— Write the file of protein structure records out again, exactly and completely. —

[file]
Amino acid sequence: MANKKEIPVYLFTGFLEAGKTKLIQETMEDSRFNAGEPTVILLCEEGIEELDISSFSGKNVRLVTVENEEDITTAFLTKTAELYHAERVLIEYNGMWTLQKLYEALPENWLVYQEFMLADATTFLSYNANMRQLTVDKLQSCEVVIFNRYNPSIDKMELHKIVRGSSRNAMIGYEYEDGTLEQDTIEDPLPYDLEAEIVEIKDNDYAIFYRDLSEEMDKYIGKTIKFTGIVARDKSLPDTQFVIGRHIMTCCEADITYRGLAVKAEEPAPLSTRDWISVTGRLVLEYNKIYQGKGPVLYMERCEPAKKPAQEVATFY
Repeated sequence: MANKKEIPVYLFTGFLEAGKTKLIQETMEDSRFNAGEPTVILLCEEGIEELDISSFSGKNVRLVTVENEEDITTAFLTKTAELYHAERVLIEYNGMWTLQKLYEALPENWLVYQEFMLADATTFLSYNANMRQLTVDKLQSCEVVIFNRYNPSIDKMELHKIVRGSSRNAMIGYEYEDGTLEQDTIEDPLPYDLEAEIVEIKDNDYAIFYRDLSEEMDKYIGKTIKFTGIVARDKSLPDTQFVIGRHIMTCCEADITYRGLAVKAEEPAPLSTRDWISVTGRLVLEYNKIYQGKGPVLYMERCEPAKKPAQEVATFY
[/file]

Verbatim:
Amino acid sequence: MANKKEIPVYLFTGFLEAGKTKLIQETMEDSRFNAGEPTVILLCEEGIEELDISSFSGKNVRLVTVENEEDITTAFLTKTAELYHAERVLIEYNGMWTLQKLYEALPENWLVYQEFMLADATTFLSYNANMRQLTVDKLQSCEVVIFNRYNPSIDKMELHKIVRGSSRNAMIGYEYEDGTLEQDTIEDPLPYDLEAEIVEIKDNDYAIFYRDLSEEMDKYIGKTIKFTGIVARDKSLPDTQFVIGRHIMTCCEADITYRGLAVKAEEPAPLSTRDWISVTGRLVLEYNKIYQGKGPVLYMERCEPAKKPAQEVATFY
Repeated sequence: MANKKEIPVYLFTGFLEAGKTKLIQETMEDSRFNAGEPTVILLCEEGIEELDISSFSGKNVRLVTVENEEDITTAFLTKTAELYHAERVLIEYNGMWTLQKLYEALPENWLVYQEFMLADATTFLSYNANMRQLTVDKLQSCEVVIFNRYNPSIDKMELHKIVRGSSRNAMIGYEYEDGTLEQDTIEDPLPYDLEAEIVEIKDNDYAIFYRDLSEEMDKYIGKTIKFTGIVARDKSLPDTQFVIGRHIMTCCEADITYRGLAVKAEEPAPLSTRDWISVTGRLVLEYNKIYQGKGPVLYMERCEPAKKPAQEVATFY